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It takes longer for the charge in an RC circuit to fall down to half its initial value than for the stored energy. Why?

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The energy stored in the electric field of a capacitor is given by

$$E=\frac{CV^2}{2}$$

The relationship between voltage, charge and capacitance is

$$C=\frac{Q}{V}$$

Substituting for V is the first equation

$$E=\frac{Q^2}{2C}$$

Therefore when the charge $Q$ is one half the original, the stored energy in capacitor is one quarter. The capacitor loses energy at a faster rate than the loss of charge. So it takes longer for the charge to be half than the energy to be half.

Hope this helps.

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Because energy is proportional to the square of the charge, than if charge fall down to half its initial value than energy fall down to quarter of its initial value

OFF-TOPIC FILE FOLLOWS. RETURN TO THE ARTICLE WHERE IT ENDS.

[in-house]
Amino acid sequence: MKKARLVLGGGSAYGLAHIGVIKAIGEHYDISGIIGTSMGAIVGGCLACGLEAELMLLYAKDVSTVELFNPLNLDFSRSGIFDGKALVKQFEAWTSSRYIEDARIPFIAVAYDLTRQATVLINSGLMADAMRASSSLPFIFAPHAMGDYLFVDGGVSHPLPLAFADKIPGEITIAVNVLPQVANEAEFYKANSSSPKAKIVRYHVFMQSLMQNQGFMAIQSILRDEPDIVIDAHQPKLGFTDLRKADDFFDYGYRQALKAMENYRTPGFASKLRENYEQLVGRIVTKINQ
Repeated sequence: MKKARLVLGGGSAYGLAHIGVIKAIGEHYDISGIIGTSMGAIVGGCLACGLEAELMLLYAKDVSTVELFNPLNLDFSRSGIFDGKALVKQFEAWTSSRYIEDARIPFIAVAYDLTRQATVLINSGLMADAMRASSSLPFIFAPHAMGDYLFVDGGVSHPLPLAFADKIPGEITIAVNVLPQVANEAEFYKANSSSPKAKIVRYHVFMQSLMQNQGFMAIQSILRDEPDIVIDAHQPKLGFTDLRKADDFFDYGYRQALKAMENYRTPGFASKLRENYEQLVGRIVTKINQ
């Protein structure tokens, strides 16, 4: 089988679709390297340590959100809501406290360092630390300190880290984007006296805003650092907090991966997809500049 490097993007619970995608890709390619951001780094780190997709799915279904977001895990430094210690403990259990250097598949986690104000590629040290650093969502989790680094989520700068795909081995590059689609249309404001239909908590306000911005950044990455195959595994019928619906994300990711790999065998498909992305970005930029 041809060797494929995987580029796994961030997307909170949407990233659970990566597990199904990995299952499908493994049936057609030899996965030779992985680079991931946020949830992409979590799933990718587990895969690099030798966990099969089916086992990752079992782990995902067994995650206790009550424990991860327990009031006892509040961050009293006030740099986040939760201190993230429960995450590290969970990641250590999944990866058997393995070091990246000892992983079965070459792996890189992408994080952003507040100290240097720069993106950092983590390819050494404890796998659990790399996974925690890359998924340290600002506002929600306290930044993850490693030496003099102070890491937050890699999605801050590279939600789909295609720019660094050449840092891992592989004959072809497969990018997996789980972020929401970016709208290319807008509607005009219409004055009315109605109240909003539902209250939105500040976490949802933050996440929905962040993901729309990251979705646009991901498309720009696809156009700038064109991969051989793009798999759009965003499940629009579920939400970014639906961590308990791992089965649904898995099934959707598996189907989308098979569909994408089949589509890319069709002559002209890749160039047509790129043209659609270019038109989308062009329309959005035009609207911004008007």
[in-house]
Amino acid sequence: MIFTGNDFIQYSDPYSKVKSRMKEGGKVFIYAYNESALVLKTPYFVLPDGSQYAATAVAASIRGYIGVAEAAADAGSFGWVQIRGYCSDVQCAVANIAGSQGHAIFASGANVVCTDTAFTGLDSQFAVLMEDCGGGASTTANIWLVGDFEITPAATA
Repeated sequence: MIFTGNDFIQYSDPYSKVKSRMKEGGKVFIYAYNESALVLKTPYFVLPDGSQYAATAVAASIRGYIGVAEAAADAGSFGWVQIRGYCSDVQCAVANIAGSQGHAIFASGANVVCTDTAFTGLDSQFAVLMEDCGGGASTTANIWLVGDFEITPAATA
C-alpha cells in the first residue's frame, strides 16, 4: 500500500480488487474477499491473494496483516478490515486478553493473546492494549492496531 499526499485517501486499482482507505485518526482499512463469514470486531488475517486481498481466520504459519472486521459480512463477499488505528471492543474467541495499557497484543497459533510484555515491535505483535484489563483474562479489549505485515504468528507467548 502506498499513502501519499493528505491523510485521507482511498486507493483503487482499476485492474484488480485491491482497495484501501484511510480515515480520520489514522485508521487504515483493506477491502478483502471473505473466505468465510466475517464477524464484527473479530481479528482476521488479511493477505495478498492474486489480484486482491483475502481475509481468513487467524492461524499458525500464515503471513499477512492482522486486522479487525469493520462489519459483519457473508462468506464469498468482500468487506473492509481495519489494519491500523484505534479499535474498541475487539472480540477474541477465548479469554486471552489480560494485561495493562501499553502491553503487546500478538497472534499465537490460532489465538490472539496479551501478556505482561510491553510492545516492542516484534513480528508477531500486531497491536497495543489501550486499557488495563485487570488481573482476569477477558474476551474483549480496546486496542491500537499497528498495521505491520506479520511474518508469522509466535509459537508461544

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The current answers are correct in the mathematical descriptions, but let's look at the underlying physics. Your mistake is in assuming that the charge on the capacitor alone determines the energy stored in the capacitor, and that it is a linear relationship between $E$ and $Q$.

But what do we really mean by the energy stored in the capacitor? Well, it is the work needed to move the charge from one plate to the other plate (and hence achieving the charge separation the capacitor was designed to do). What does this work depend on. Well, it depends on

  1. How much charge you move, and
  2. The force you need to apply to each charge to get it to move to the other plate

Since the force is directly related to the potential between the plates, we essentially have shown that the energy needs to depend on both the charge $Q$ and the voltage difference $V$ between the plates.

Through dimensional analysis, the energy must depend on the product of $Q$ and $V$. Hence if $Q$ and $V$ each fall exponentially, then their product must fall twice as quickly.

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